Three Observations from Cubs’ series win over the Red Sox at ‘Stock Standard’ Wrigley Field
The Cubs won their third straight series, taking 2 of 3 from the Red Sox at Wrigley Field. Here’s three observations after the finale against Boston where the Cubs fell 4-2 in 11 innings.
1. Wrigley proves to be anything but “stock standard”
Red Sox pitcher Josh Winckowski — who started Saturday night’s game — ruffled some feathers with Cubs fans Saturday night after the loss. He told reporters that the atmosphere at Wrigley Field was “a little underwhelming.” Winckowski called the historic place “very stock standard”. The ambiance at Wrigley Field this weekend was anything but “stock standard”. Over 115,000 fans packed the Friendly Confines for the 3-game series, with Saturday and Sunday each having a crowd over 40,000. Saturday was one of those classic, summer nights at Wrigley with beautiful weather, an action-packed game and a Cubs win that was capped off with most of the 40,298-faithful singing “Go Cubs Go” after the final out and clapping along to the rhythmic tune that’s become synonymous with a victory for the home team. Sunday was just as electric, with the Cubs mounting an 8th inning rally, putting the winning run on base in the 9th with two outs and the crowd on their feet hoping to spur the Cubs on towards a win.
So how does it compare to the other historic park Winckowski calls home?
“My experience in both ballparks is pretty amazing,” Ross, who has played in both, said on Sunday. “I don’t know his life experiences, but I appreciate this place a lot. I’ve got a lot of history here and this is one of the best I’ve ever been around.”
Josh Winckowski on Wrigley Field:— Chris Cotillo (@ChrisCotillo) July 3, 2022
“A little underwhelming. Fenway has a presence to it. I really didn’t get that here, to be honest. I said to my mom last night, this place is very stock standard.”
2. Adrian Sampson and Mark Leiter Jr. turned in pivotal outings for Cubs pitching staff
Heading into the weekend series, the Cubs had their rotation lined up as Sampson, Alec Mills and Keegan Thompson. If you had told David Ross how the first two starts would begin, he probably would have been a bit worried about the outcomes of the game. Sampson allowed a home run on the first pitch of the game and then surrendered 3 runs in the 2nd inning. But, boy, did he settle in after that, pitching 5.1 innings and striking out 4. The Cubs rallied to win the game and Sampson’s ability to go deep into the game after a rocky start was key as it allowed the Cubs to stay in the game and allowed Ross to turn over to his high-leverage arms at the end to seal the win.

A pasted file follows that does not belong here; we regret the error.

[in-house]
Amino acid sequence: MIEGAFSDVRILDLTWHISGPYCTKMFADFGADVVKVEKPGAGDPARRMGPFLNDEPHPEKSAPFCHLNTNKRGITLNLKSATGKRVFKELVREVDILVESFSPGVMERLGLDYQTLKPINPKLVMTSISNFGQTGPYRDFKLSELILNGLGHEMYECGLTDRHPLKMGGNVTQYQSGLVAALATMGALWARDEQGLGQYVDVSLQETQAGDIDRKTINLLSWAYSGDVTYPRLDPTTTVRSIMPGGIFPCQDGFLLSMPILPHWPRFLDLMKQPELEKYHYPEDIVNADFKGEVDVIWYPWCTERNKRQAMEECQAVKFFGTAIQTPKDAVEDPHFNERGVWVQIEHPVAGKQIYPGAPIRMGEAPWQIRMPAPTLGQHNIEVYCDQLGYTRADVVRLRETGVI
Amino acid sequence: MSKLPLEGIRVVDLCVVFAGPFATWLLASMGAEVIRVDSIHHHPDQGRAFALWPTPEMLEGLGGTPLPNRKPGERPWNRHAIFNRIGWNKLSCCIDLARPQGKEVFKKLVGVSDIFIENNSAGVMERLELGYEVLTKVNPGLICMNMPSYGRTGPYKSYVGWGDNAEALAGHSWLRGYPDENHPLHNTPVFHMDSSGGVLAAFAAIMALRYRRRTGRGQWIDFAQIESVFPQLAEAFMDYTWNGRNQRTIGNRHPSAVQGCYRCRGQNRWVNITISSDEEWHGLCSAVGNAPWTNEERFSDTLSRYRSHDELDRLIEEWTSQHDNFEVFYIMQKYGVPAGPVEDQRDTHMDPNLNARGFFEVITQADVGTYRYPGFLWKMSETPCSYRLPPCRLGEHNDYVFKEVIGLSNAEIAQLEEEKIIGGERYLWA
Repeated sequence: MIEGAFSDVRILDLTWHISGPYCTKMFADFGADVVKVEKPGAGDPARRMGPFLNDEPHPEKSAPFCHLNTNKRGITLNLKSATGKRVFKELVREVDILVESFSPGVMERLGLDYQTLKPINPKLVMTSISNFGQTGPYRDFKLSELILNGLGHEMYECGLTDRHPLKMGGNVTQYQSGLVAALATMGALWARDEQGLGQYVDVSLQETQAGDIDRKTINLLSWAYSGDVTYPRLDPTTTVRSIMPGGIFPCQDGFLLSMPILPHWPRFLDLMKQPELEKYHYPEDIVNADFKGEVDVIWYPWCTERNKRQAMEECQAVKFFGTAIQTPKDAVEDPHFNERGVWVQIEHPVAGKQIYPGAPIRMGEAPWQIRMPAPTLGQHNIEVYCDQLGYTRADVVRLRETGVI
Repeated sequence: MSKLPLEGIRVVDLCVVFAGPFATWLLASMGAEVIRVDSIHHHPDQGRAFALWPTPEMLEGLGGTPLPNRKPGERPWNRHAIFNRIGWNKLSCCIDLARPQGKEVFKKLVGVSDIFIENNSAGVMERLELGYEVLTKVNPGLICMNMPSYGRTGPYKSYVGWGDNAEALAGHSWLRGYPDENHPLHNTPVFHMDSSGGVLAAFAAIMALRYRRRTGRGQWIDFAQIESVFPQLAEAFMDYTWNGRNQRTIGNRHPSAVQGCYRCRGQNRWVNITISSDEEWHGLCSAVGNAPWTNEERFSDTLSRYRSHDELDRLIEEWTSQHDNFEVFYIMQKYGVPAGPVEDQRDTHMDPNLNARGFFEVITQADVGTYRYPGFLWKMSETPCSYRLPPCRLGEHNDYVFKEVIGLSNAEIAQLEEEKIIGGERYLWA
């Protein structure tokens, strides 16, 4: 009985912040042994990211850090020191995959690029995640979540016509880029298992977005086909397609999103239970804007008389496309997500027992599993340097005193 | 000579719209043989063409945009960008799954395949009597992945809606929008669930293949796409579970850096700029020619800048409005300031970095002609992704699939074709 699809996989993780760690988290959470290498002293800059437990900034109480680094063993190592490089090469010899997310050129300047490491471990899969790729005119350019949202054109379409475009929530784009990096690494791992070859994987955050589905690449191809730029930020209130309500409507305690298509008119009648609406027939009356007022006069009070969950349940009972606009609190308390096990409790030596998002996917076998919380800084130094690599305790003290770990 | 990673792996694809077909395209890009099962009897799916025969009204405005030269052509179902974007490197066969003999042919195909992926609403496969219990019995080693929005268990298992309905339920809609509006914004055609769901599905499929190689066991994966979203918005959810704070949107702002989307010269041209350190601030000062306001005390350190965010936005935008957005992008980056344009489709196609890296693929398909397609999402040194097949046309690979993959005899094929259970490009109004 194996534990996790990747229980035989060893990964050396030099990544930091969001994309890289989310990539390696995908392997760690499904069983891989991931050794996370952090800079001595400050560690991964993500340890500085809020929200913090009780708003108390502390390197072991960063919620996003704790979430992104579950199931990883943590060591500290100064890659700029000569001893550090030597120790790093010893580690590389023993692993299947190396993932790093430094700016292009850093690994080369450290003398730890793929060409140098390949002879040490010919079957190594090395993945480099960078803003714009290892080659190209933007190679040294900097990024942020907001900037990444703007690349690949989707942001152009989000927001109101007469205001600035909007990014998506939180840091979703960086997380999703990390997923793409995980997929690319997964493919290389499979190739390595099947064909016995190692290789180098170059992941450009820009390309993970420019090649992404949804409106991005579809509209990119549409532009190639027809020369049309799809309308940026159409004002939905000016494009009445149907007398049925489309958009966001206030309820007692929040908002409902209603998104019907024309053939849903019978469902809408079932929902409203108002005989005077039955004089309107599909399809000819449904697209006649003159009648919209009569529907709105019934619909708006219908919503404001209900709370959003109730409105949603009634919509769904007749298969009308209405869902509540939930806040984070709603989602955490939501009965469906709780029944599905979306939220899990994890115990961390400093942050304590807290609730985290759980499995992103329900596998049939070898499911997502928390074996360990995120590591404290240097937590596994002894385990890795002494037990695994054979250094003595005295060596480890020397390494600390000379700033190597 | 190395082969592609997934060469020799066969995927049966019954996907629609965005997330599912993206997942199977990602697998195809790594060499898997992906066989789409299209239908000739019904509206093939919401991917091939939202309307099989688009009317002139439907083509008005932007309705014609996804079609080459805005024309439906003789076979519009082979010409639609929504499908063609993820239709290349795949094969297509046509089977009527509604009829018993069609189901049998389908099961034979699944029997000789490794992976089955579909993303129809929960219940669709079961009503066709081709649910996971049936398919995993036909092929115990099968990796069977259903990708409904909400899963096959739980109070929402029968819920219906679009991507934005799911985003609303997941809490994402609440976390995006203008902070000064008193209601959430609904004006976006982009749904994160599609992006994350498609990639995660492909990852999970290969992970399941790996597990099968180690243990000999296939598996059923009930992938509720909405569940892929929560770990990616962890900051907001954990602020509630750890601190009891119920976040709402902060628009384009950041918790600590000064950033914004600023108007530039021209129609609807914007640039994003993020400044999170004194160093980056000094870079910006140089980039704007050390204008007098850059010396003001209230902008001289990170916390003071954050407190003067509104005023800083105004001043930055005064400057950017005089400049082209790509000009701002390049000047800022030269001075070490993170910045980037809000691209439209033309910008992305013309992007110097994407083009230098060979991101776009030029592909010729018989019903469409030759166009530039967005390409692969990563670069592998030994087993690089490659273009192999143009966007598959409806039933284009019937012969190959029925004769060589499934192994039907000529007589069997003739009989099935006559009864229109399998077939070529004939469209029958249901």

Mills’ outing lasted just 7 pitches and 0.1 innings when he suffered back pain that would eventually land him on the IL. Leiter Jr. turned in a gem in relief, pitching 5.1 innings, striking out 8 and allowing just 1 run as the Cubs won their second straight game over the Red Sox. Leiter, too, saved the bullpen, going deep into the game before turning it over to Mychal Givens and David Robertson to seal the win.
3. The Cubs showed their balance on offense
The Cubs showed some small ball in the second game of the series. Against Winckowski — a contact-first pitcher — the Cubs knew there weren’t going to be too many scoring opportunities or chances for home runs with little to no wind at the Friendly Confines. So, when Patrick Wisdom singled to lead off the 2nd inning, Ross had Nico Hoerner lay down a bunt to advance Wisdom. Hoerner reached on the bunt and Wisdom scored when Winckowski threw the ball out of play, missing his first baseman Franchy Cordero. Hoerner came around to score on a sacrifice fly by Narciso Crook.
Clinging to a 2-1 lead in the 8th inning, the Cubs again showed some small ball. Willson Contreras singled and Ross turned to Nelson Velázquez to pinch run. Velázquez stole second base and advanced to third on a wild pitch. With two outs, Wisdom hit a screaming single to left field that drove in Velázquez and gave the Cubs some cushion.
They showed they could score with the long ball, too. Wisdom tied the game at 2 on Sunday with a 450-foot, no-doubt home run to left-center field.
The Cubs showed they can generate offense and not always have to rely on the big knock to win a ball game.